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Gordon, Sarah

Sarah Gordon was born in 1871, one of about twelve children, to John Gordon, blacksmith, and Catherine Mary nee Cantwell, in Picton, NSW. In 1874, the large family move to Gulgong as indicated by the birth and death records of several children. Later the Gordons moved to Sydney where Sarah, aged 19, applied for and was accepted to teach in a small school.

In March 1890 Sarah was appointed to Wallaroo Provisional School located on Richard Southwell's property, renamed [Brooklands] shortly after her arrival. A new building had been erected in place of an earlier hut and a preference for a female teacher was expressed by residents since most of the pupils were girls. Accommodation was offered at Richard Southwell's place, a short walk from the school, at a cost of eight shillings a week.

Sarah appears to have settled into her position, although an application for removal after one year, raises a question, but as she was an unclassified teacher this request was denied. By the end of her third year at Brooklands, the school building needed urgent repairs to fix 'wide openings between the slabs and some of the flooring boards.' The repairs, which involved resetting slabs and fixing calico strips between them as well as papering internally, were undertaken by Richard Southwell, and within two months Sarah communicated his satisfactory completion of the work to the Department.

In May 1894 Sarah expressed concern over the non-arrival of her salary cheque of £7.5.7. While her monthly payment had been delayed previously, this time the cheque seemed to have gone entirely astray and she demanded the department rectify the situation stating, 'I do not think that I should be the loser. I think another should be sent ... without delay'. The matter however stretched on for months due to bureaucratic protocols. Sarah had to indemnify the Department against the lost cheque being presented. She eventually arranged co-surety with Mr B.R. Southwell, Hall storekeeper, who was 'financially speaking ... unencumbered in any way'. She submitted the completed paperwork in November, six months after the cheque's disappearance. A few days later she also submitted her resignation, effective 31 December 1894, 'for the purpose of matrimony', and requested her substitute salary cheque (still outstanding) be sent to a Sydney address.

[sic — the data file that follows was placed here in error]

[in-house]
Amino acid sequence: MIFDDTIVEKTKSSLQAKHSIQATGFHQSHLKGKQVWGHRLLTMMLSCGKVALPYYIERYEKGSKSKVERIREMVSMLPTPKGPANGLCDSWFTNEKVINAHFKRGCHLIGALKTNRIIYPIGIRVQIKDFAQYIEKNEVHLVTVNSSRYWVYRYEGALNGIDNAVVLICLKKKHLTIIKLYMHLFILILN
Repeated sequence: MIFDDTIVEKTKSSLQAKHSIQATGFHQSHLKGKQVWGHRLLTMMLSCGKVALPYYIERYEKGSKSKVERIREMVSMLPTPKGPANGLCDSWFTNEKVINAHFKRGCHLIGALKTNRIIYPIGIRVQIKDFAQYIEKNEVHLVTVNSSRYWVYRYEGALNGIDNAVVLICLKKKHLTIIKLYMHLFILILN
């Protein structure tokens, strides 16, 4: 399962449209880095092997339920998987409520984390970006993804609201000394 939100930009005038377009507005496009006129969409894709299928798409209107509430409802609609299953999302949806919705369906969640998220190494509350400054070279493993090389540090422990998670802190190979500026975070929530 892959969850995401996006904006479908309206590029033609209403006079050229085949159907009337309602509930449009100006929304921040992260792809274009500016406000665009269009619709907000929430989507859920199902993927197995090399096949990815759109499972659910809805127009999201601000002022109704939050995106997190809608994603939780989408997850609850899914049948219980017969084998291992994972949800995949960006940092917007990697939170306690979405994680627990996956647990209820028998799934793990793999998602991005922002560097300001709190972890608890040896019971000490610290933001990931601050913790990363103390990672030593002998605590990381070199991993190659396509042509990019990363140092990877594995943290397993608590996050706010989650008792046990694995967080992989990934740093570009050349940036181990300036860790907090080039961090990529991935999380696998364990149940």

On 15 January 1895, Sarah married Benjamin Roffe Southwell, her indemnifier in the lost cheque saga, at St Stephen's Anglican Church, Newtown. The registration of their son's birth later that year suggests they commenced married life in Hall, but they later moved north as shown by electoral rolls, eventually settling in Nimbin where Benjamin went into dairy farming. Sarah now also had a daughter who went on to have a long teaching career with NSW public education. Sarah lived with her daughter in Hornsby in her final years, dying in 1955 after outliving her husband by twenty years.

[Biography prepared by Joanne Toohey, 2023. Sources consulted include NSW school teachers' rolls 1868-1908, NSW school and related records 1876-1979, historic newspapers, NSW births, deaths and marriages index, and 'Early Education and Schools in the Canberra Region' (1999) by Lyall Gillespie].


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